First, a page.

Individual faculty, staff and students inevitably consider and advocate positions that will be at odds with one another’s views and the views of people outside of the university. It is the university’s responsibility both to comply with state law and to protect our community’s right to explore freely and freely  express their points of view.”

Meanwhile, in Michigan

In Michigan, the New York Times reports the Mackinac Center for Public Policy, a conservative research group, has filed a public records request to the labor studies departments at three public universities in the state. The request also seeks e-mails involving the Wisconsin labor turmoil. Said the New York Times:

“The group, the Mackinac Center for Public Policy, declined to explain why it was making the Freedom of Information Act request for material from professors at the University of Michigan, Michigan State and Wayne State University. But several professors who received the records request, which was first reported by Talking Points Memo on Tuesday, said it appeared to be an attempt to intimidate or embarrass professors who are sympathetic to organized labor.”

The Chronicle of Higher Education reports that the Mackinac Center’s open-records request was sent by a research associate at the direction of Ken Braun, managing editor of one of the center’s newsletters.

Mr. Braun refused to discuss exactly why his center had sent the letter, saying it does not comment on its investigations in progress. But, he said, “there is a very specific type of discussion that I am looking for, and that is why it is targeted at these three unique departments at these three universities.”- The Chronicle of Higher Education

My view

As a journalist and scholar, I understand and accept that university email may be fair game for open records requests.  Open records laws exists to promote the free flow of information and to insure that public employees are accountable to the tax payers they serve.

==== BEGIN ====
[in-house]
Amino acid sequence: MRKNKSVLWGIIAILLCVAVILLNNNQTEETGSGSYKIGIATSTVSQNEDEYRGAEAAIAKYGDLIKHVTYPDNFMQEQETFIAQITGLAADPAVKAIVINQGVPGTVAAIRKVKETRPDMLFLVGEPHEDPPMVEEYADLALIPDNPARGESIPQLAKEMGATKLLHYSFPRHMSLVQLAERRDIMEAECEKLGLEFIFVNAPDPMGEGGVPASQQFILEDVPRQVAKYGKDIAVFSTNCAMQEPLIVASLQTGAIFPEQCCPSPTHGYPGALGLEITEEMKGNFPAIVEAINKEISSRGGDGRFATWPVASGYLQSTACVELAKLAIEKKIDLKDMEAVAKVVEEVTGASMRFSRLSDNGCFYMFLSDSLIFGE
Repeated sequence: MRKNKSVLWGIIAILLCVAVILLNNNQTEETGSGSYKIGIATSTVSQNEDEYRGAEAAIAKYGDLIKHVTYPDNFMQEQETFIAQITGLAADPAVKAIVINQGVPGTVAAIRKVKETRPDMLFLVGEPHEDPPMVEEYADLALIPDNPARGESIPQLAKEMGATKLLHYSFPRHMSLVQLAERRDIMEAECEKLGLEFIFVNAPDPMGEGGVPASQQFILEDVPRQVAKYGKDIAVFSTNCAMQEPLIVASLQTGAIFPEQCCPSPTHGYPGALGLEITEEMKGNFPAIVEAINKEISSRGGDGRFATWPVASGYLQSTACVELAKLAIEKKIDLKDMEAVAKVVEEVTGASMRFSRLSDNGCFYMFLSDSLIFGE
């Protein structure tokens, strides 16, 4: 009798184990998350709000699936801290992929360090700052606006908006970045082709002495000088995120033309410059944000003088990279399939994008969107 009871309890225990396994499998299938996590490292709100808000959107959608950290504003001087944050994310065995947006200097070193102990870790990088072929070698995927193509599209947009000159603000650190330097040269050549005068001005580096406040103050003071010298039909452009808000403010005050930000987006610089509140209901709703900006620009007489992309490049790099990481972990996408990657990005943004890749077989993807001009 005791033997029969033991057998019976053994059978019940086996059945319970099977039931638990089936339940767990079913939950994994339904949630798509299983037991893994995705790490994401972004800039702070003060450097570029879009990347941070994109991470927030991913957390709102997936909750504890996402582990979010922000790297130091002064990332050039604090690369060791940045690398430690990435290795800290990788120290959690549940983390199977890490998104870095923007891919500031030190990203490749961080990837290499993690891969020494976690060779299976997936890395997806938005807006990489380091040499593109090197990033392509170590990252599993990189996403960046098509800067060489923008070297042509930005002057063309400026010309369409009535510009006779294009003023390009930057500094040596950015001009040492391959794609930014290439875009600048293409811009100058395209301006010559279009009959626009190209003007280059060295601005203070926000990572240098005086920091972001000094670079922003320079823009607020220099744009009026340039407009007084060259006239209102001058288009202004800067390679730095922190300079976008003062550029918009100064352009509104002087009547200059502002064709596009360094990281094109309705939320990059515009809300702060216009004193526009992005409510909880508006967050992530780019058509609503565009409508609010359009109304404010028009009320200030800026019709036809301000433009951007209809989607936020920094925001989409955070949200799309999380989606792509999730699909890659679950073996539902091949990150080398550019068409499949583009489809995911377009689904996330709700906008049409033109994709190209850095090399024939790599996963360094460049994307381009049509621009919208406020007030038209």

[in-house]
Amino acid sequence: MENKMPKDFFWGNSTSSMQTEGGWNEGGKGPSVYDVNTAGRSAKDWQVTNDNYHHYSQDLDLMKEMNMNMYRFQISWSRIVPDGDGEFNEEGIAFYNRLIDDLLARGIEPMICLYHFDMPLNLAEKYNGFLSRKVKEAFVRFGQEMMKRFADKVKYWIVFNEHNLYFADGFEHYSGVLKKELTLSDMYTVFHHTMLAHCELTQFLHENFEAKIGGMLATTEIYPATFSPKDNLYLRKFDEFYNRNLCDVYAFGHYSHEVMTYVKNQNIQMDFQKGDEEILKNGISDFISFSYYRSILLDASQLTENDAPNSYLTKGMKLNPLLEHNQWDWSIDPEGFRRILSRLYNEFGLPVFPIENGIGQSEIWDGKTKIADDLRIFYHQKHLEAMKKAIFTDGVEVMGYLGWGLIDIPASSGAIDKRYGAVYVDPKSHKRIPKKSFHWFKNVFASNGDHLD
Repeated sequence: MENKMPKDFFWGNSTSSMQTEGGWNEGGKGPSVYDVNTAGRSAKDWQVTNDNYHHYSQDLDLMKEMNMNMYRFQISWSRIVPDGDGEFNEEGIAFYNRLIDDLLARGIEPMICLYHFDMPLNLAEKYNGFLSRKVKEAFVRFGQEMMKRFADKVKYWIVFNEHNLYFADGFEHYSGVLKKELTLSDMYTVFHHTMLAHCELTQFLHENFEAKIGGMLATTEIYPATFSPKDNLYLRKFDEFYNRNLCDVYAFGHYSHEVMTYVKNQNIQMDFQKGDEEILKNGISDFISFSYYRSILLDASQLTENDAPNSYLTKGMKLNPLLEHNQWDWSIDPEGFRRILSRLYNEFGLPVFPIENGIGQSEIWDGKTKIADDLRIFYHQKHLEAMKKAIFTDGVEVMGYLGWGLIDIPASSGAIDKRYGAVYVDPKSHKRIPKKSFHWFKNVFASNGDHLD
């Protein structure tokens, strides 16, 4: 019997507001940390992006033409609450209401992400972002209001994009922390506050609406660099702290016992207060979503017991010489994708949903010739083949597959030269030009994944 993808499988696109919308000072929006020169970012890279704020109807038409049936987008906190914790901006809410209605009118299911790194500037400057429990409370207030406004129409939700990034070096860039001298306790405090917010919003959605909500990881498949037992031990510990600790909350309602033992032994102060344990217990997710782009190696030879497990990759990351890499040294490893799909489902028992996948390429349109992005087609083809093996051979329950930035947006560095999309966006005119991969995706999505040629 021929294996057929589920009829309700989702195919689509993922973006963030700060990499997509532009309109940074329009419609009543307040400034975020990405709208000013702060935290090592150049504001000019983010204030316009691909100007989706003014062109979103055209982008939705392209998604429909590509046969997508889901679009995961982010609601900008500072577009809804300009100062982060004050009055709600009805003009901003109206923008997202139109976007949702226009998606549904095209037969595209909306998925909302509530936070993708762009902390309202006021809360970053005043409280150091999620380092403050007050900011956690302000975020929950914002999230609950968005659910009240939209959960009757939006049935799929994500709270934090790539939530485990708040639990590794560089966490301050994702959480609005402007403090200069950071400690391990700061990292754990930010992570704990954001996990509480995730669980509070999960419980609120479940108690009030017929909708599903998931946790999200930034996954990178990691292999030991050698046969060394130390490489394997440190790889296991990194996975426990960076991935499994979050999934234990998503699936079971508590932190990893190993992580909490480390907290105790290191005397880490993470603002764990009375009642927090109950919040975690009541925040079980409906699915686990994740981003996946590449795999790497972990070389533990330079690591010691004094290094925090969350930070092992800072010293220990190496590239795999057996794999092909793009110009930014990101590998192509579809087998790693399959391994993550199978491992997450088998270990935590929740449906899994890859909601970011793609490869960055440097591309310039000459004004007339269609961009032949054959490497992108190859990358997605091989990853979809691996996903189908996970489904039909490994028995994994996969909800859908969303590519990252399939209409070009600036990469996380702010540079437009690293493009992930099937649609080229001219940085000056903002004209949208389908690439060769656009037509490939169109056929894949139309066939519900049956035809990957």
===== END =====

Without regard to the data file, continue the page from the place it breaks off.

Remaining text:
As a reporter, I have used open records requests on dozens of occasions to gather information for stories designed to promote discussion and to inform the public.

If anything, FOIA laws should be used more often because they’re a great free speech tool.

Having said this, I would be concerned if the motive for an open records request was perverted to intimidate or embarrass someone from exercising their First Amendment right to free speech.

If that were to be the case, a tool meant to promote the free flow of information in our democratic society could be grossly abused to censor speech and divergent views.

I’m not simply referring to the chilling effect such activities may have on scholars should they say things political parties or others don’t like. I’m talking about the effect such abuses may have on every American.

What are your thoughts on this topic? I’d really like to know.

About Bernard McCoy

My views are my own and not a reflection of my employer. I'm a professor of Journalism at the University of Nebraska-Lincoln. I've also been a working journalist for the past 29 years. I have covered news stories in war zones, reported on human and natural disasters, presidential conventions, a presidential inauguration and the September 11th, 2001 attack on the World Trade Center in New York City. My career experiences include work as an award-winning documentary producer, television news reporter, photographer, producer, and anchor. I worked at WIBW-TV, Topeka, KS., KCTV, Kansas City, MO, WKBD-TV, Detroit, MI., WILX-TV, Lansing, MI. and WBNS-TV, Columbus, OH. I have also worked as a contributing reporter for The Columbus Dispatch, Associated Press, CBS, CNN, the Ohio News Network and lecture at the Kosovo Institute of Journalism and Communications. I have a bachelor’s degree in journalism from the University of Kansas and a master’s degree in telecommunications management from Michigan State University.
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1 Response to Open records requests drive new controversy